Brixton is the capital of cool in London's southern hemisphere, a multi-cultural drop-in centre which welcomes all-comers. Residents compare it to Notting Hill or Camden, but its harder edge makes it that bit trendier

People are scared of Brixton. The riots, the burglaries, the shootings. The hassle. SW8 and SW9 are lumped into the "most dangerous" category by insurance companies and the Barbour-wearing Clapham set wouldn't risk it here in case the mobile phone went off, precipitating a mugging shortly after the second ring. But the truth should be told. Brixton is a land of bright, young, things, a hip person's Battersea crammed with trendy restaurants, late-night drinking spots and cultural diversity. Brixton is a riot.

There is little of note on the main Brixton Road - almost everything of interest is off at tangents. Lurking down an alley past Marks & Spencer is the SW9 Brasserie which serves creole food (pan fried snapper with fried plantain pounds 5.95) and an all-day breakfast (eggs benedict pounds 3.95). Lurking down a parallel alley past the Body Shop, on Tunstall Road, is Joseph's, a place so fashionable that they don't have a sign - the menu in the window tells you you've arrived. Both venues serve half-price cocktails between 5pm and 8pm.

Whether you buy anything or not is an irrelevance in the wondrous chaos of Brixton Market (above). The streets around it, on Electric Avenue and Atlantic Road, have a vibrant energy and an eclectic cultural mix. Inside the arcade section of the market, Thompson's Bread Shop offers a fine West Indian spiced fruit bun, while the Nostalgia second-hand shop sells expensive items of kitsch. The Twin Peaks Fish Company is worth stopping at to watch men in bloodied aprons disembowel snappers and bream, while inside Cafe Pushkar, life moves at a slower pace.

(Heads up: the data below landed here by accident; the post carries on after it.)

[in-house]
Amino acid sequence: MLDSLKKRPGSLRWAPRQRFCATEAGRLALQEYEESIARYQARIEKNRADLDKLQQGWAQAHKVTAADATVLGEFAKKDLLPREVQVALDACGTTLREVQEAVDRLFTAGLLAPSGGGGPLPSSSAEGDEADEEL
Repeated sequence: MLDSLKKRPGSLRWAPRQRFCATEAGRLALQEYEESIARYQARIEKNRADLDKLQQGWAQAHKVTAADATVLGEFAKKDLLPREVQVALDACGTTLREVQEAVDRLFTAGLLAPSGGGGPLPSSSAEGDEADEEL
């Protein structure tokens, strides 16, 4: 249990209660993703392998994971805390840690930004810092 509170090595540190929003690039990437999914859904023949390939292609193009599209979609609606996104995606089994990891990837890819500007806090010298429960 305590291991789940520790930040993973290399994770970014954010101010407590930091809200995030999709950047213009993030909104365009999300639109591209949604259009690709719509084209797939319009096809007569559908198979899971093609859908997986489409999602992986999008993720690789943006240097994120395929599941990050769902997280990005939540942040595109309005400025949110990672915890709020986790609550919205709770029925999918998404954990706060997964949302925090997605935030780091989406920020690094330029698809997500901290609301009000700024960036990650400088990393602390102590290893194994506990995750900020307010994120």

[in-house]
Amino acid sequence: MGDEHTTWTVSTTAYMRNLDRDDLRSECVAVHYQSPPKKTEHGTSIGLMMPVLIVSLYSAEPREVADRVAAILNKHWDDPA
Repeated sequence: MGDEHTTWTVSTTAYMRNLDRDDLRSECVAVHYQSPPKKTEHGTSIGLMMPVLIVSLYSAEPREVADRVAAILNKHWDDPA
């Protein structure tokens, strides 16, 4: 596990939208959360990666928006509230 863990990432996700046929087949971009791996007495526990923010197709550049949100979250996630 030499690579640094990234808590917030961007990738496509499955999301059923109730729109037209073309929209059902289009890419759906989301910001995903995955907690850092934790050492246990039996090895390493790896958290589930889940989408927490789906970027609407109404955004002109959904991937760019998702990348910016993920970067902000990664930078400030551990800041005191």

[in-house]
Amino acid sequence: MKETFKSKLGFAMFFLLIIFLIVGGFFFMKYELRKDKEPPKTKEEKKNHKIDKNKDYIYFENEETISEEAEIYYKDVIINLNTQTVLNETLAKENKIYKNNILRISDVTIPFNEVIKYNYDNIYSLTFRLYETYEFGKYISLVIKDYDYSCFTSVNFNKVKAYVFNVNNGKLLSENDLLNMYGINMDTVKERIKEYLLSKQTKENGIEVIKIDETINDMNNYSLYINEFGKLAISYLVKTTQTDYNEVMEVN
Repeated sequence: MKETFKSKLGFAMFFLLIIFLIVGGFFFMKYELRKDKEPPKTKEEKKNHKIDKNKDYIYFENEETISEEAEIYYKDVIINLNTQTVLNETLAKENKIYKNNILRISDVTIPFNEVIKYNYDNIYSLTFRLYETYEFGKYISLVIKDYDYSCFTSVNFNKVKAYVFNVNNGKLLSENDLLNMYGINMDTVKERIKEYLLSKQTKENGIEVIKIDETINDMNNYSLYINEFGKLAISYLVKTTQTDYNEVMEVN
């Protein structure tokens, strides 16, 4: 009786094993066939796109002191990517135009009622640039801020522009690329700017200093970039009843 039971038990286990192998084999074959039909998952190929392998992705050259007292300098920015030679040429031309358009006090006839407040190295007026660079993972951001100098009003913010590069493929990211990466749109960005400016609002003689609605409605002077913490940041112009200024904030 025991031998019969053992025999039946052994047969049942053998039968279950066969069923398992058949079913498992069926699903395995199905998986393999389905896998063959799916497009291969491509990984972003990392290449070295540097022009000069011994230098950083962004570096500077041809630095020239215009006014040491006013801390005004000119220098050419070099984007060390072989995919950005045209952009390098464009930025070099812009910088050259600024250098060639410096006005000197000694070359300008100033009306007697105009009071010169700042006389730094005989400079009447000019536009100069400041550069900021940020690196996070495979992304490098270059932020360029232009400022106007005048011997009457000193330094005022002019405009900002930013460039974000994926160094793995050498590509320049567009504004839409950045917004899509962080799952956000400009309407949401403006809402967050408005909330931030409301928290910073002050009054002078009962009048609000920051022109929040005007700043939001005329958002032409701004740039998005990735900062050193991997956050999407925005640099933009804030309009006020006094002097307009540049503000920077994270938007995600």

Coldharbour Lane is Brixton's main drag, the road where John Major's family had lodgings and where hip diners congregate. The Satay Bar (no 447-450) is a few doors down from the excellent Ritzy cinema and, despite the crush, offers good food and a pleasant ambiance. The Dog Star pub (no 389) is a cross between a pub and a club and caused a stir when it first opened - revellers reportedly took taxis here from the West End. The Ethiopian restaurant across the road is described as "fantastic" by locals and patronised by Brixton's growing East African population. The Pangea pizzeria in a railway arch around the corner on Atlantic Road comes highly recommended, as does Helter Skelter a few doors down.

St Matthew's Church is stranded in traffic between the Ritzy and the Town Hall, but it's worth crossing the road, for beneath it are the Bah Humbug restaurant, which boasts excellent yet affordable fish and veggie dishes, and the Bug Bar. The latter has comedy nights and an informal live music night where the movers and shakers from Brixton's music industry come to hear the movers and shakers of the future. A less fashionable venue is Mingles on Railton Road, an old English West Indian pub for the more mature drinker, whose locals are rumoured to include writer and broadcaster Darcus Howe, and which is open until 2am.

Other names who live in the area are Richard Cawley of Can't Cook, Won't Cook fame, and there have been unconfirmed sightings of actor Ewen Bremner on Ferndale Road.

In the words of those unlikely bedfellows, Sporty Spice and Nick Ross: come and have a go if you think you're hard enough, but don't have nightmares.

For the pick of Brixton's clubs see p64